Practices of initial teacher education (ITE) are inevitably impacted by a range of influential discourses, including those endorsed by central government and those emerging from the values, principles and experiences of teacher educators. Publication of the Initial Teacher Training Market Review (DfE, 2021) and the Core Content Framework (CCF) (DfE, 2019) have been a catalyst for significant change in the experience offered to prospective teachers in England. The influence of these official discourses has generated strong critique focusing on the restrictive nature of the cited evidence base and the potential limitations of a government-mandated ‘curriculum’ for ITE (Russell Group, 2021). There is palpable apprehension about the technical and prescriptive nature of the ‘minimum entitlement’ contained within the CCF (Brooks, 2021).
The Department for Education (DfE) states that the CCF does not set out a full curriculum for trainee teachers, thereby placing the responsibility on ITE providers to design curricula appropriate to the age range that trainees will be teaching (DfE, 2019, p. 4). There is, however, some tension and contradiction around this statement as it is tempered with the expectation that providers teach the full entitlement of the CCF and use this to structure their programmes. The message seems to be that there is some freedom and room for interpretation, but only within the dominant structures prescribed.
‘The message seems to be that there is some freedom and room for interpretation, but only within the dominant structures prescribed.’
As an early years teacher educator, I find this concerning. While the DfE considers the CCF to be ‘informed by the best available educational research’ (DfE, 2019, p. 10), there is a conspicuous lack of evidence relating to the learning of very young children. As a result of this, the nuances and subtleties that underpin teaching in the early years are lost, resulting in a framework which is narrow, oversimplified and partial (Turvey et al., 2019). The treatment of early reading is a key example of this discourse restricting the development of early years teachers. Systematic synthetic phonics is promoted as a teaching strategy (Newman, 2022) at the exclusion of other approaches, something that has the potential to significantly narrow the repertoire (Brooks, 2021) of pedagogical knowledge that early career teachers have to draw on in their practice.
Perhaps the most worrying aspect of these recent developments is the lack of space to critique the CCF. Compliance with the model of pedagogy advocated within the framework is a core feature of the current reaccreditation process for providers of ITE in England. A number of high-profile providers have reacted strongly against this and have withdrawn their programmes from the market, refusing to bend to principles they actively disagree with. Are these, however, the only options: subscribe to a potentially damaging discourse or withdraw from the market all together? Just as Archer (2020) reports stories of subversion and resistance to dominant policy narratives within early childhood education and care, there is work to be done within early years ITE to find spaces for activism, to work within the structures and find opportunities for resistance.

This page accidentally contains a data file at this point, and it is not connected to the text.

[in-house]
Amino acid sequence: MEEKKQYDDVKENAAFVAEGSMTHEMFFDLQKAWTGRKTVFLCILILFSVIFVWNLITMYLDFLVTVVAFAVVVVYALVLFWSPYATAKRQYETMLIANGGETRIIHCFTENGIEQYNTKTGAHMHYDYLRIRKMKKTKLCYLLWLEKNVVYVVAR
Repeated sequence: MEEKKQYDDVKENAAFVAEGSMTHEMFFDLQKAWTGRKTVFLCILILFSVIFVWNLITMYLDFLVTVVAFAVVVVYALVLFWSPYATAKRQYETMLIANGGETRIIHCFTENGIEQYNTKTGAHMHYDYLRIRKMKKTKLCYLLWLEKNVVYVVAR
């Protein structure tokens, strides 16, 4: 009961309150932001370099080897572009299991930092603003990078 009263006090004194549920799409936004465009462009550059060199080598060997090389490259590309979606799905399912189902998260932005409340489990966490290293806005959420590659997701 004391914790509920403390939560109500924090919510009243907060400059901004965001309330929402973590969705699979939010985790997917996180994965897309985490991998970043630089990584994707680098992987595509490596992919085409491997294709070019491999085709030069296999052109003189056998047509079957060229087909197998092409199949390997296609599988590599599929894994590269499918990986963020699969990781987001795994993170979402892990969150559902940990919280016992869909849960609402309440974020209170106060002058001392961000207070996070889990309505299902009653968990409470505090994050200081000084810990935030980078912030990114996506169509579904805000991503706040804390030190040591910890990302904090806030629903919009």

The CCF itself states that trainee teachers should learn how to engage critically with research, using evidence to critique practice (DfE, 2019, p. 29). For those following an early years pathway, surely this includes critiquing the dominance of the CCF itself and considering where this prescribed ‘minimum requirement’ is not appropriate for the context of early years teaching and learning. As an early years teacher educator, I certainly feel a responsibility to advocate for the needs of our future specialist teachers and to actively critique the dominance of discourses that have the potential to restrict the development of their unique professional identity.
Archer, N. (2020, August 6). Activism, autonomy and identities: Stories from early childhood educators. BERA Blog. https://www.bera.ac.uk/blog/activism-autonomy-and-identities-stories-from-early-childhood-educators
Brooks, C. (2021, September 2). The Core Content Framework and the fallacy of a teacher training ‘curriculum’. Institute of Education Blog. https://blogs.ucl.ac.uk/ioe/2021/09/02/the-core-content-framework-and-the-fallacy-of-a-teacher-training-curriculum/
Department for Education [DfE]. (2019). ITT Core Content Framework. https://assets.publishing.service.gov.uk/government/uploads/system/uploads/attachment_data/file/974307/ITT_core_content_framework_.pdf
Department for Education [DfE]. (2021). Initial teacher training (ITT) market review report. https://www.gov.uk/government/publications/initial-teacher-training-itt-market-review/initial-teacher-training-itt-market-review-overview
Newman, S. (2022). Teacher education under attack. Journal of Education for Teaching, 48(1), 1–6. https://doi.org/10.1080/02607476.2021.2014241
Russell Group. (2021). Initial teacher training (ITT) market review: Russell Group response. https://russellgroup.ac.uk/media/5952/initial-teacher-training-itt-market-review_russell-group-response-aug-2021.pdf
Turvey, K., Ellis, V., Watson, A., Slocombe, M., Cutnick, P., Cowley, S, Harrison, C., & Frederick, K. (2019, December 9). Total recall? The ITE content framework, research and teachers’ understandings of learning. BERA Blog. https://www.bera.ac.uk/blog/total-recall-the-ite-content-framework-research-and-teachers-understandings-of-learning